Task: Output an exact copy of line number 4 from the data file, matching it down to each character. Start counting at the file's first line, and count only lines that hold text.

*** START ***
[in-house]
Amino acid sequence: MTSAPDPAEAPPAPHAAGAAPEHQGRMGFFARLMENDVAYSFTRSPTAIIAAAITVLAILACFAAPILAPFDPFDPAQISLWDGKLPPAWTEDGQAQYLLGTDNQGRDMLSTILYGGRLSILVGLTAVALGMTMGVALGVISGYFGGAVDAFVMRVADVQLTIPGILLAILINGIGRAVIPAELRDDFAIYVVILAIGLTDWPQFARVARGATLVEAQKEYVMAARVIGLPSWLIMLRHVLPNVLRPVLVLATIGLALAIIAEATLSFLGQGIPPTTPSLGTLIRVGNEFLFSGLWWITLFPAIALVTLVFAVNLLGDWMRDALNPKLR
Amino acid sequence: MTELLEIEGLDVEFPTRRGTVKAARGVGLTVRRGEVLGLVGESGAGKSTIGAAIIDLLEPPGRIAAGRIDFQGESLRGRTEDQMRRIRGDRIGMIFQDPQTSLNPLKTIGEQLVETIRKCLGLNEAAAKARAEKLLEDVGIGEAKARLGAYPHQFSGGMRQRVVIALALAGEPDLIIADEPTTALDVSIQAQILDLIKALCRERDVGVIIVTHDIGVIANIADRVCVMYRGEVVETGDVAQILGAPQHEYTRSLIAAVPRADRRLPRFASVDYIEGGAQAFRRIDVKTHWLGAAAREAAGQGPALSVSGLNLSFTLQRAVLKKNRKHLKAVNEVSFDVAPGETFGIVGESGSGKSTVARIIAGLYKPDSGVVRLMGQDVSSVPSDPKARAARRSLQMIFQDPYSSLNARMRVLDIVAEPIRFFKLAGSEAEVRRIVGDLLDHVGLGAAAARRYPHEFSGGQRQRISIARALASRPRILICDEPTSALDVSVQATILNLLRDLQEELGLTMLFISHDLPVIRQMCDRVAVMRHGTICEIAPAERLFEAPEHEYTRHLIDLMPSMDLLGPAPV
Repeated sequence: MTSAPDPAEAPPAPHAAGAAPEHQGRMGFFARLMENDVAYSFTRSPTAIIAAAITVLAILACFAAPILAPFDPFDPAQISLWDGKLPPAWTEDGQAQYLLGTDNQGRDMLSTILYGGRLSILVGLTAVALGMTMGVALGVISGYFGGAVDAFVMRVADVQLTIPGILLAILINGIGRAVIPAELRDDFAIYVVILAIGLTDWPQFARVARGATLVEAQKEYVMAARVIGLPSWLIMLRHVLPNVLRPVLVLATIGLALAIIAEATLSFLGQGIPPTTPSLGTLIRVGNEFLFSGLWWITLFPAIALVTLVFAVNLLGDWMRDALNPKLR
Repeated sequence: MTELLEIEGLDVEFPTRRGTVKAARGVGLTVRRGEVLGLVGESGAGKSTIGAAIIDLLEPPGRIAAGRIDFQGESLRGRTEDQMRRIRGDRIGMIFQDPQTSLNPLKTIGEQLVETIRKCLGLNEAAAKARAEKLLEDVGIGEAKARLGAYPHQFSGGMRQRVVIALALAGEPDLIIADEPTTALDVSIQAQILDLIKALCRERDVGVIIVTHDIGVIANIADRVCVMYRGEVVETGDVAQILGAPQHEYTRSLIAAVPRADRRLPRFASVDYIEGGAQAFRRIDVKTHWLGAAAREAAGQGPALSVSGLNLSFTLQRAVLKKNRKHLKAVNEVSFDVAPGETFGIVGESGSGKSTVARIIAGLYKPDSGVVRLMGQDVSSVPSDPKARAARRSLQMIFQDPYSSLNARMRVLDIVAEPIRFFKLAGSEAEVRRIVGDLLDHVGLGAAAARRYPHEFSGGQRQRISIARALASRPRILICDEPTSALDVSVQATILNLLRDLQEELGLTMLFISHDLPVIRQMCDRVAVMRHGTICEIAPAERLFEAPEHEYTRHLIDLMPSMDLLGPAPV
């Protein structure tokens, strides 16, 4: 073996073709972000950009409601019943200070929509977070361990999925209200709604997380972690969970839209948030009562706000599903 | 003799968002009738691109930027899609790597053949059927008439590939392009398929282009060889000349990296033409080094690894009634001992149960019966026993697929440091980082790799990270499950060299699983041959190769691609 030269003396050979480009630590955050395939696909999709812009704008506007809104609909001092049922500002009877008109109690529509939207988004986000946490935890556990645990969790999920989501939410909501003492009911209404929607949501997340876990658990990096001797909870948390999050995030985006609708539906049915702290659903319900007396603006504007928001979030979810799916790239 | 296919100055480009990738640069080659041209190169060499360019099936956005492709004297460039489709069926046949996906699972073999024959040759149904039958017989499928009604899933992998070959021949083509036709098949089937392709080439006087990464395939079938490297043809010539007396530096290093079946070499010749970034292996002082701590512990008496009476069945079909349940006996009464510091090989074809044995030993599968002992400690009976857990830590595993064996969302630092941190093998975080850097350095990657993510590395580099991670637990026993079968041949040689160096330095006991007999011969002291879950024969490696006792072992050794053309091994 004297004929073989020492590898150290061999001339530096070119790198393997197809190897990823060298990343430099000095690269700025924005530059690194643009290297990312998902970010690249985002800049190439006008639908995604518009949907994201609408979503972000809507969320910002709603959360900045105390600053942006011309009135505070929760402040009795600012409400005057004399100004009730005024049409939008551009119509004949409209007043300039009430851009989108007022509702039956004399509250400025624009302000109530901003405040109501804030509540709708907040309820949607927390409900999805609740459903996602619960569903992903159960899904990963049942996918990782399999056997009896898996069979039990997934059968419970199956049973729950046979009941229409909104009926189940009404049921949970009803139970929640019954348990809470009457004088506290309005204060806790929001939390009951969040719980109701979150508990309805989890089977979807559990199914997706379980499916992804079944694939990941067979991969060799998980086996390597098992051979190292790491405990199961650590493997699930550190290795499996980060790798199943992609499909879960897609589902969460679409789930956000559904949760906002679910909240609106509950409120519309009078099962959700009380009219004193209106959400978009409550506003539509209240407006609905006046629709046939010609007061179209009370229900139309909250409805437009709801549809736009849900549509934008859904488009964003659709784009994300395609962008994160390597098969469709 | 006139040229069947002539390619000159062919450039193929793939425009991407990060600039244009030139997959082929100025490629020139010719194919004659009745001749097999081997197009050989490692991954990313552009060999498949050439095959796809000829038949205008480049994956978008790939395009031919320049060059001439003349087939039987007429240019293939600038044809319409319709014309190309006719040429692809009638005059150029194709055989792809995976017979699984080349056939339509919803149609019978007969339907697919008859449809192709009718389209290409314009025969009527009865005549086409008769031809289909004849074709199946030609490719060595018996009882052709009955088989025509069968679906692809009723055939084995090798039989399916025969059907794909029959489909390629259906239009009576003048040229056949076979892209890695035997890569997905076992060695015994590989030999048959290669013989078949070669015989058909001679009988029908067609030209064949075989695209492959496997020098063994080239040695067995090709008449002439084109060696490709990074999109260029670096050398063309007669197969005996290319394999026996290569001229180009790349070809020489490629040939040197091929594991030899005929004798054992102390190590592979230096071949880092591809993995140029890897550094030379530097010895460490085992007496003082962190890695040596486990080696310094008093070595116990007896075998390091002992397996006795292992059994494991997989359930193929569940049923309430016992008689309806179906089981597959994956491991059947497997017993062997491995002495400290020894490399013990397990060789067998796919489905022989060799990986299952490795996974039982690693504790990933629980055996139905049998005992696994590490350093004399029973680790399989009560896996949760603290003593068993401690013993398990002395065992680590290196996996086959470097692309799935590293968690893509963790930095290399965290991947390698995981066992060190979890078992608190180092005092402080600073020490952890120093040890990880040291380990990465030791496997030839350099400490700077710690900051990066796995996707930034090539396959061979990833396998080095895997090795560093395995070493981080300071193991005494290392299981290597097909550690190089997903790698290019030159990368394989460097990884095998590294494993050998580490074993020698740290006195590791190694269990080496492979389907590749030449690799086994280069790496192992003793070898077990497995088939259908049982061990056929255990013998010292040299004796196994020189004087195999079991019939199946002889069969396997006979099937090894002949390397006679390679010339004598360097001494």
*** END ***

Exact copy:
Repeated sequence: MTSAPDPAEAPPAPHAAGAAPEHQGRMGFFARLMENDVAYSFTRSPTAIIAAAITVLAILACFAAPILAPFDPFDPAQISLWDGKLPPAWTEDGQAQYLLGTDNQGRDMLSTILYGGRLSILVGLTAVALGMTMGVALGVISGYFGGAVDAFVMRVADVQLTIPGILLAILINGIGRAVIPAELRDDFAIYVVILAIGLTDWPQFARVARGATLVEAQKEYVMAARVIGLPSWLIMLRHVLPNVLRPVLVLATIGLALAIIAEATLSFLGQGIPPTTPSLGTLIRVGNEFLFSGLWWITLFPAIALVTLVFAVNLLGDWMRDALNPKLR